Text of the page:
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ECB to set up June rate cut after rapid inflation fall


By Balazs Koranyi and Francesco Canepa

FRANKFURT (Reuters) – The European Central Bank is all but certain to keep borrowing costs at a record high on Thursday but is likely to signal that a rate cut could come as soon as June, given a sharp slowdown in inflation and continued economic weakness.

The ECB has kept interest rates steady since September but has already signalled that cuts are coming into view, with policymakers awaiting a few more comforting wage indicators before pulling the trigger.

The only complication could be if the U.S. Federal Reserve delayed its own policy easing, although even that might slow but not stop the ECB given a widening gap in performance of the world’s biggest economy and the 20-country euro zone.

The currency bloc is now in its sixth straight quarter of economic stagnation and the labour market is starting to soften. Meanwhile, the U.S. economy continues to grow above trend, its labour market remains tight and inflation rose more than expected last month, raising the risk of price growth getting stuck.

“June feels like a compromise between (ECB) doves and hawks,” Deutsche Bank said in a note.

“The hawks accept that the inflation outlook has improved but don’t want to rush into easing as soon as April. The doves may be pleased the hawks are not opposing cuts and are happy to wait until June for a stronger consensus on a cut.”

Policymakers have pointed to a June cut in the 4% deposit rate so often that investors consider it an effective pre-commitment and any walking back would risk damaging the ECB’s credibility.

But ECB President Christine Lagarde is likely to avoid any talk of what happens beyond June, especially as there is little consensus yet on how far and fast interest rates need to fall.

Markets have priced in 80 basis points of cuts this year, or between three and four moves, but these expectations have moved in a wide range.


Fuelling rate-cut talk, consumer price inflation fell to 2.4% last month and could ease back to the ECB’s 2% target before year-end, well ahead of the bank’s own 2025 projection.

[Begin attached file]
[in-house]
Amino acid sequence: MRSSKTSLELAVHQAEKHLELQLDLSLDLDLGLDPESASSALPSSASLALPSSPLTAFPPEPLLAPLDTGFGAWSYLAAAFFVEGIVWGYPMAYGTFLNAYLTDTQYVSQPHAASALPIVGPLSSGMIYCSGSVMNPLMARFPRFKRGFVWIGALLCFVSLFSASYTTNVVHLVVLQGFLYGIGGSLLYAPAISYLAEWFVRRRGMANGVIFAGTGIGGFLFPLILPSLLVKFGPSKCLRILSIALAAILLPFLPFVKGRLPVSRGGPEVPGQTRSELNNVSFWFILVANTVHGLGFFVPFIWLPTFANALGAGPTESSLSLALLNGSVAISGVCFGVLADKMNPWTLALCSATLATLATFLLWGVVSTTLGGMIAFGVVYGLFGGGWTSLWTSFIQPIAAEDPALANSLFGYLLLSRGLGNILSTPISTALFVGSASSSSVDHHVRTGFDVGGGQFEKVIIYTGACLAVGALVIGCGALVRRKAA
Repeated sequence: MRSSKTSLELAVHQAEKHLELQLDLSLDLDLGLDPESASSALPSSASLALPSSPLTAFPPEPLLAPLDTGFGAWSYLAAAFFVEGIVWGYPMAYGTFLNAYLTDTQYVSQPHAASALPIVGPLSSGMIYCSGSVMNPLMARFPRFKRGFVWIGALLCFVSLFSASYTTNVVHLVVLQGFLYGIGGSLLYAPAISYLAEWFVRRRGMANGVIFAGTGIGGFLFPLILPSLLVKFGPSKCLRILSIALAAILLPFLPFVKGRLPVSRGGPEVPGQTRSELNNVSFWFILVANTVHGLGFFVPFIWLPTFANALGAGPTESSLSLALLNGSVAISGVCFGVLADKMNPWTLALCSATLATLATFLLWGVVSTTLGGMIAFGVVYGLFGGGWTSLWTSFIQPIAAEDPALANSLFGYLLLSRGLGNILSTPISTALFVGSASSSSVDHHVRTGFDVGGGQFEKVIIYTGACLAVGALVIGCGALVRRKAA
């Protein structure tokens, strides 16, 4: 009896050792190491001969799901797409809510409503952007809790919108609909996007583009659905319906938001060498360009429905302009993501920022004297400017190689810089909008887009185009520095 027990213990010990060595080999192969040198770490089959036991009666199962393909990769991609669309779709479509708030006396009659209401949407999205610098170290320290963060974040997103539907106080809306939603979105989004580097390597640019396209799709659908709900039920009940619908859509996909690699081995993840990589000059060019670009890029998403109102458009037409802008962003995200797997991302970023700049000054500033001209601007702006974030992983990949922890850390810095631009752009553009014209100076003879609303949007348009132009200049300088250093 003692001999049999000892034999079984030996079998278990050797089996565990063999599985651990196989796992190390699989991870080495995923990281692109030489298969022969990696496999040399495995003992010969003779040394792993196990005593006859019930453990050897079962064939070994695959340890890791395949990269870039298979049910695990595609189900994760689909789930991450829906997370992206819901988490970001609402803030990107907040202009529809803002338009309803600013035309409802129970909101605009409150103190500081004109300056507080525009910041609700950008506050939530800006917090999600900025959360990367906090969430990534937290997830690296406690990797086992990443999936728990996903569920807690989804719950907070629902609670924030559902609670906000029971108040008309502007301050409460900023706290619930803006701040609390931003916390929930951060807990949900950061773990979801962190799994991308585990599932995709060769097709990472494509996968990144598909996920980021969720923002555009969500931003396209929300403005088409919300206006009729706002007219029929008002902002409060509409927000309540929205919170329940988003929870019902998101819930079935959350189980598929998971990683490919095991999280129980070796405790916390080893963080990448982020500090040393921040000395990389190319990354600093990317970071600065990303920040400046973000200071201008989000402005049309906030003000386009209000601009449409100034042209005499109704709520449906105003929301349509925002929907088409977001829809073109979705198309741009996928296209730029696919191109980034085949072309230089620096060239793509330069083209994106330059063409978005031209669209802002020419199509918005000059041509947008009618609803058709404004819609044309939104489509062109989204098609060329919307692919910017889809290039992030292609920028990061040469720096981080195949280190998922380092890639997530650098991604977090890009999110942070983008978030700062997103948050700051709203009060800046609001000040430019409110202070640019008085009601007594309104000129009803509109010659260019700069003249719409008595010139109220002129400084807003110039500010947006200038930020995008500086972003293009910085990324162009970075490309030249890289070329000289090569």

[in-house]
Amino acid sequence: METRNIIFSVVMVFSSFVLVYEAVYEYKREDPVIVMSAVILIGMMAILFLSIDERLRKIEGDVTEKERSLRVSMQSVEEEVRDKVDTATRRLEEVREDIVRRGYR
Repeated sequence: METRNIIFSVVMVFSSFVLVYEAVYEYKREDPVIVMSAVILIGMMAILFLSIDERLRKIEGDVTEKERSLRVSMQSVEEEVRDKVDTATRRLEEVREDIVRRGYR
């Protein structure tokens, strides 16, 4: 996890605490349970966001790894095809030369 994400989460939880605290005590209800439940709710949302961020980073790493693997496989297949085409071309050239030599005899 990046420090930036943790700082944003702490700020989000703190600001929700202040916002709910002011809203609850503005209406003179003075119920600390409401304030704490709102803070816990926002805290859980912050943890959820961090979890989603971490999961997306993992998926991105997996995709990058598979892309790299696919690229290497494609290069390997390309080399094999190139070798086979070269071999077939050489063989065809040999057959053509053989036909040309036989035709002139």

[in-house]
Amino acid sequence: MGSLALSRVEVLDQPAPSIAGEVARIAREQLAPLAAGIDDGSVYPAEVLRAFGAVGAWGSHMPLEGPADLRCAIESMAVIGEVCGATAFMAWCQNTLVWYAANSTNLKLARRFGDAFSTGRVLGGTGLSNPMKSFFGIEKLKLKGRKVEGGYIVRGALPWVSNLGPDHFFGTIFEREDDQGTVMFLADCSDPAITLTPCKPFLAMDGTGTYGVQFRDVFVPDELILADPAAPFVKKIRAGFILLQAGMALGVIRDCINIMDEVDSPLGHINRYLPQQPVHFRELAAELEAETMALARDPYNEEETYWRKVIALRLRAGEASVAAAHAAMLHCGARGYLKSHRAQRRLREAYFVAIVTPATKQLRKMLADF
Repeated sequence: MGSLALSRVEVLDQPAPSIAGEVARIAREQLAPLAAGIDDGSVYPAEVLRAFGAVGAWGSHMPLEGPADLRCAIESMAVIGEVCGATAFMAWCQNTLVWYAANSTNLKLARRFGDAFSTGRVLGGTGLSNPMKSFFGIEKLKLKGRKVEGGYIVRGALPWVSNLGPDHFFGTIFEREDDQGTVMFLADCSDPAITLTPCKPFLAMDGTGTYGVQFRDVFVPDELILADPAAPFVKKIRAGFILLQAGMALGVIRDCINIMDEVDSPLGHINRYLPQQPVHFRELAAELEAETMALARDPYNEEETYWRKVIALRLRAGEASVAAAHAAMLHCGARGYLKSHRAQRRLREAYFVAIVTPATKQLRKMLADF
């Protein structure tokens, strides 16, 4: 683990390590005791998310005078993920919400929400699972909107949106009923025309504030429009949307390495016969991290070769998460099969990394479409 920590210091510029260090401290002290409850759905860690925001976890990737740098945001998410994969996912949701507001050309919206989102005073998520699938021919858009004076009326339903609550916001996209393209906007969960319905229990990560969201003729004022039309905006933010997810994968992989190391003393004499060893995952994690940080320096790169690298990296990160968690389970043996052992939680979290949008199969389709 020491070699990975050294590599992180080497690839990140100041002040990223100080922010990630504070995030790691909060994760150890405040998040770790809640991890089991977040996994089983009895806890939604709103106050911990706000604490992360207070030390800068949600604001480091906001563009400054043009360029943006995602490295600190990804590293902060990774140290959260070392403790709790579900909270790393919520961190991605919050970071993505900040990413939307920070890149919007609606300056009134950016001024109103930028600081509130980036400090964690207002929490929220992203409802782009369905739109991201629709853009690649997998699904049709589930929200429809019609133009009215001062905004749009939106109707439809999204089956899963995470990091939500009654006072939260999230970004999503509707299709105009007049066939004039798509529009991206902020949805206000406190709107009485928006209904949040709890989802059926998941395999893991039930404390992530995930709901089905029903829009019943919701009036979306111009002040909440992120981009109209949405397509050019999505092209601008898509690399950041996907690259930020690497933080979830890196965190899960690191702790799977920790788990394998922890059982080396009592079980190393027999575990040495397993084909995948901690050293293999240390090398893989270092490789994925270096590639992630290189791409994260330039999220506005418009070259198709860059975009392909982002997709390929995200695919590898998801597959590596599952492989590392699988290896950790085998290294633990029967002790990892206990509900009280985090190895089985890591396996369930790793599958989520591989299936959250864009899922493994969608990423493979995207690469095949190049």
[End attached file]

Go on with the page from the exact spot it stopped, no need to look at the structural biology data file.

Meanwhile rapid wage growth, seen by the ECB as the single biggest inflation threat, is slowing, labour markets are softening, investment is weak and bank lending stagnant, all pointing to a further decline in price pressures.

“We think the ECB might stop slightly above neutral and we are forecasting a 2.25%-2.50% terminal rate,” Antonio Villarroya at Santander (BME:SAN) CIB said.

“As a result, the ECB would need to cut 150-175bp in slightly over three quarters. Therefore, the room for skipping/pausing looks very limited and we think a 25bp cut/meeting is the most likely scenario.”

Most others, however, see slower moves, with the ECB skipping a meeting or two – possibly July or October, when it does not publish new inflation and growth projections.

The Fed could also disrupt the ECB’s plans.

While the U.S. central bank is still keeping three rate cuts on the table for this year, markets are increasingly doubtful given the remarkable strength of the American economy and upside surprises in inflation. Cuts too close to November’s U.S. elections might also risk fuelling accusations of political interference.

The ECB insists that it sets policy independently, but prolonged divergence with the Fed, which traditionally sets the pace for the global economy, could be counterproductive.

Faster ECB rate cuts would weaken the euro and push up yields as funds flow across the Atlantic, so markets would simply undo some of the ECB’s work.

A June rate cut would pre-empt the Fed in any case but the ECB will be careful not to get too far ahead.

“Imagining policies diverging for longer is more difficult, because ultimately whatever drives decisions at the Fed will spill over to Europe and affect the euro zone as well,” Danske Bank economist Piet Haines Christiansen said.

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